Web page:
Converting Prospects with Storytelling
Connecting with others is the power of storytelling. If artfully crafted, the words engage people and weave visual and emotional connections.
Stories can help increase traffic and conversions on a website. Using an fMRI scanner, which detects brain activity by monitoring blood flow — more activity, more blood — studies show that when people read stories, their brains light up with activity. In a study at Princeton University, when one person was read to and the other listened, the brain activity increased for both. The connectedness that people experience with stories enables them to focus and better understand your concepts, products or services.
When a story conveys desires, the listener will feel those desires. If the story is one of fear, the recipient will feel fear.
Take this example from St. Jude Children’s Research Hospital, which uses patient stories to convey its work, and thereby encourage donations and partnerships.
Aidan is a blur of motion. One moment he’s standing at the giant chalkboard in his playroom, drawing circles and squares with chalk.
The next minute he’s crouched down in front of his train table, lining up train cars. And then he’s out the backdoor with his older brother, racing toward the swing set.
Aidan’s parents delight in their youngest son’s zest for life. For a while, they worried about what his future might hold.
In early 2010, Aidan seemed to stop developing as quickly as his siblings. His parents had difficulty understanding him and his balance was off. That June, Aidan was found to suffer from neurofibromatosis, a disorder that causes tumors to grow on the nerves.
Aidan’s parents barely had time to process that news when, six months later, scans revealed a tumor growing in Aidan’s right optic nerve. He was immediately sent to St. Jude Children’s Research Hospital, where further tests revealed a second tumor in Aidan’s left optic nerve…
— From St. Jude Children’s Research Hospital’s Patient of the Month story
At the end of the story, St. Jude’s places buttons for “Become a Partner in Hope,” “Email This Article,” and “Print.” It could also include social sharing buttons, though its main focus is partnerships. This is the business objective of the page. St. Jude needs people to connect to take the next step toward conversion.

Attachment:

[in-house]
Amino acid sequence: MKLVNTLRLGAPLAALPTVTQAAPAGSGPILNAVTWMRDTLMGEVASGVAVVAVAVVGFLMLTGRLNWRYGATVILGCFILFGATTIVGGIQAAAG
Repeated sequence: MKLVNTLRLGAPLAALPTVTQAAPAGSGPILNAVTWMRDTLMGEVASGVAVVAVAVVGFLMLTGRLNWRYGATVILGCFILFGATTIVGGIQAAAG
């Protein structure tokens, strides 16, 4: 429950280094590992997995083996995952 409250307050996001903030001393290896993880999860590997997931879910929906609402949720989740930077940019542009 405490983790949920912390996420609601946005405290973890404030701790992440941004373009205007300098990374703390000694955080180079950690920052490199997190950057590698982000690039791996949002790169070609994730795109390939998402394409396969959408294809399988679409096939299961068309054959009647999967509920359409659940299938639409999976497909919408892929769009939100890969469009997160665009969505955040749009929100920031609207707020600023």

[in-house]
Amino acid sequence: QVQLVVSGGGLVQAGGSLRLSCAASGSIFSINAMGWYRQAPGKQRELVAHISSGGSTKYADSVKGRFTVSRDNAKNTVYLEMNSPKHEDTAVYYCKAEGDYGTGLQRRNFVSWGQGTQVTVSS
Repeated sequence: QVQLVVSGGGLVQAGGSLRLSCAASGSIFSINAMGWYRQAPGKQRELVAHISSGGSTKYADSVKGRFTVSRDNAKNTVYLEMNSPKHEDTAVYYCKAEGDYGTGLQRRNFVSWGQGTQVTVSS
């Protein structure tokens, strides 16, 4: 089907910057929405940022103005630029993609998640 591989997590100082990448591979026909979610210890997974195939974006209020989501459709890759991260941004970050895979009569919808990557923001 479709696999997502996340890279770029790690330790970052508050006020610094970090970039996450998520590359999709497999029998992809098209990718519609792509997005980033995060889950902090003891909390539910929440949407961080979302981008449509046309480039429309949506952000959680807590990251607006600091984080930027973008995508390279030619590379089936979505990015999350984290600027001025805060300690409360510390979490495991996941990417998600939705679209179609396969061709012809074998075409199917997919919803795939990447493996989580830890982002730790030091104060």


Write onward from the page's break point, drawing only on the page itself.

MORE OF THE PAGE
Clarity Aids Connectedness
The Princeton study also revealed that the more the listener understood the story, the greater the connectedness.
When selling a service, it’s often hard for prospective customers to know if they need to buy your service or advice. One way around this is to tell a story in the form of a case study.
For example, consider Suite 1000, a North Carolina answering service that uses case studies to reach its targeted customers: healthcare and insurance professionals, attorneys, and home contractors. Its case study below is about a home remodeler who was having trouble juggling all of his calls, workloads and interruptions.
The case study begins with a summary, and then proceeds to the customer “pain points,” the solution, and the results. The summary at the top allows prospects to see if the story pertains to them. By the end of the case study, the result shows that Suite 1000 can solve the contractor’s phone problems.
Testimonials are also an excellent storytelling device, especially when coupled with images.
First Republic Bank in New York uses stories in many of its radio commercials. One storytelling aspect on its website is a testimonial, where an executive, pictured in front of a statue in Columbus Circle in New York City, states “I’ve been banking with First Republic for several years now and they keep getting better.” The testimonial includes his name and title.
The testimonials not only convey a happy customer, but by including the picture and the role of the individual, they provide the context that these individuals are wealthy. With this information, a prospect can decide whether to contact this bank, which is the first step in converting to a new customer.